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Once again very comprehensive. I see you even dragged in a bit on temperament...

There is some evidence that Bach's "Well Tempered Clavier" wasn't written to prove the virtues of equal temperament. Even Bach wasn't ready for such a break with traditional musical theory. Rather he used a tempered scale where all the keys were at least acceptable, but where there were still noticeable differences in the intervals when going from one to another.

I think there are a few recordings around which use such tuning systems to play this work.

Perhaps you will get to it in a future installment, but the next logical step is to discuss timbre. Certain instruments have widely different sound qualities depending upon which note is being played. For example both the clarinet and oboe have very weak tones for those notes which are played with just one finger covering the tone holes (the "break").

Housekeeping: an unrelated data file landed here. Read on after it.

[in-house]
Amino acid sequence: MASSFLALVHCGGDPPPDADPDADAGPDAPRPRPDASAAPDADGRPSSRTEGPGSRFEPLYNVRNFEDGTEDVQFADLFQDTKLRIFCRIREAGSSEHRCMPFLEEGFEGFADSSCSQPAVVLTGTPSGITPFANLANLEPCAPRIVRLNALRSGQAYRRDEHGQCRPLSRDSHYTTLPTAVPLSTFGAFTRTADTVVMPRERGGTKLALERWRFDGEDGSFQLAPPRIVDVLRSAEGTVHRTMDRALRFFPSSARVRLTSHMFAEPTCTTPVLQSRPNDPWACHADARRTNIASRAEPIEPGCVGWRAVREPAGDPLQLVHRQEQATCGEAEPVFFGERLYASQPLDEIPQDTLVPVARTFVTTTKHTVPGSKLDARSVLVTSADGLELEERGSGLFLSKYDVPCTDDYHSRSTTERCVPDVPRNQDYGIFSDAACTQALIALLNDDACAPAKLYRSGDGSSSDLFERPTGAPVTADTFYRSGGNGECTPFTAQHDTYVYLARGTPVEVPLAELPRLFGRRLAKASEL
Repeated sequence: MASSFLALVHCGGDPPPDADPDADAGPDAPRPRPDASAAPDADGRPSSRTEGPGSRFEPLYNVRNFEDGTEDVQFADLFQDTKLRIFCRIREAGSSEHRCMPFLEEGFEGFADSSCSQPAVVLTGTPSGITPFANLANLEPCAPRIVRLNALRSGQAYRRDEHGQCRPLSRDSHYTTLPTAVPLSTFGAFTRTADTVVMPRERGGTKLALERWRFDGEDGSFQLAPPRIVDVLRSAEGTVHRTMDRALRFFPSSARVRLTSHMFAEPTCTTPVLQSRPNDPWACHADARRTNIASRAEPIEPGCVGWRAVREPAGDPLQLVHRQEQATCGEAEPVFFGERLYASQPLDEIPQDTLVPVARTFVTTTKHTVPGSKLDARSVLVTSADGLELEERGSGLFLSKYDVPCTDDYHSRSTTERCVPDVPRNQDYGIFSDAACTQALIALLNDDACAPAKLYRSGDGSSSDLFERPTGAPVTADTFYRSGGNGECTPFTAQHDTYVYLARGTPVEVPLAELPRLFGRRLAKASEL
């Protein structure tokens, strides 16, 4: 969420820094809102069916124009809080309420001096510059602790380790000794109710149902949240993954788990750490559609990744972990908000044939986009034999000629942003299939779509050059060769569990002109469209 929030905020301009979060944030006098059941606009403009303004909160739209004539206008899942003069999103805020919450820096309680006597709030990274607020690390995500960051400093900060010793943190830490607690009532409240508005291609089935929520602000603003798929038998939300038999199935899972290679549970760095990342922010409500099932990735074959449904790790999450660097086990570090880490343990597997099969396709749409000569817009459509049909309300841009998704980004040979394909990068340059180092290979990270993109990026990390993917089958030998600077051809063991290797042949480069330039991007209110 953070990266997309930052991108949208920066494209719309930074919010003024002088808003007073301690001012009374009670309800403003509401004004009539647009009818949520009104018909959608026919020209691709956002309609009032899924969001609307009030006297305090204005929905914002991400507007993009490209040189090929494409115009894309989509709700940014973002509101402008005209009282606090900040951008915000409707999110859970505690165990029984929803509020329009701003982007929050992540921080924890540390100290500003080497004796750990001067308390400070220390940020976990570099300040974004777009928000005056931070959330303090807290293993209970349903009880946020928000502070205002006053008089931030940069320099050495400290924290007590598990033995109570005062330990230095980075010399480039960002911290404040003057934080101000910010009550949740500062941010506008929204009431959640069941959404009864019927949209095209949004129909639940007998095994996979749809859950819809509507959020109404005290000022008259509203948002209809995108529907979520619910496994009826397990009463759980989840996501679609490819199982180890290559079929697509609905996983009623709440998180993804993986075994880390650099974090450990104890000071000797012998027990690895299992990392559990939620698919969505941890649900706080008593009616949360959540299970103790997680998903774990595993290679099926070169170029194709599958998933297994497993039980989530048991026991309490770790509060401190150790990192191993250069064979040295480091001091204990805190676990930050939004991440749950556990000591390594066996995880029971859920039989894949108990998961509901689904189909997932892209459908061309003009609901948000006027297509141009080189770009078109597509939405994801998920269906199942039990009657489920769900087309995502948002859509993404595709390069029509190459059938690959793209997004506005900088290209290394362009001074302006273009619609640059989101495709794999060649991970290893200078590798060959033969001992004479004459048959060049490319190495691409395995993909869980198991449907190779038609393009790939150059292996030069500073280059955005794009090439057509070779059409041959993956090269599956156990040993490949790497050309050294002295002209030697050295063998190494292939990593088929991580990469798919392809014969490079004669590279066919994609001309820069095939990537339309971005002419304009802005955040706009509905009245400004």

The string family produces different tone quality when one plays on an open string or one that is stopped at a shorter length. The French Horn (before keys) had muffled tones for the accidentals and clear tones for the natural harmonics.

There are examples of pieces written to make use of these tonal differences explicitly, while there are others where the composer tried his best to ignore them.

When electronic music first started there was a great deal of interest in exploring the new types of sounds that could be created, but the shift to keyboard-based synthesizers has stifled some of this creativity since the the interface limits the types of expression one can create.

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by rdf (robert.feinman@gmail.com) on Wed Apr 30th, 2008 at 08:33:16 AM EST

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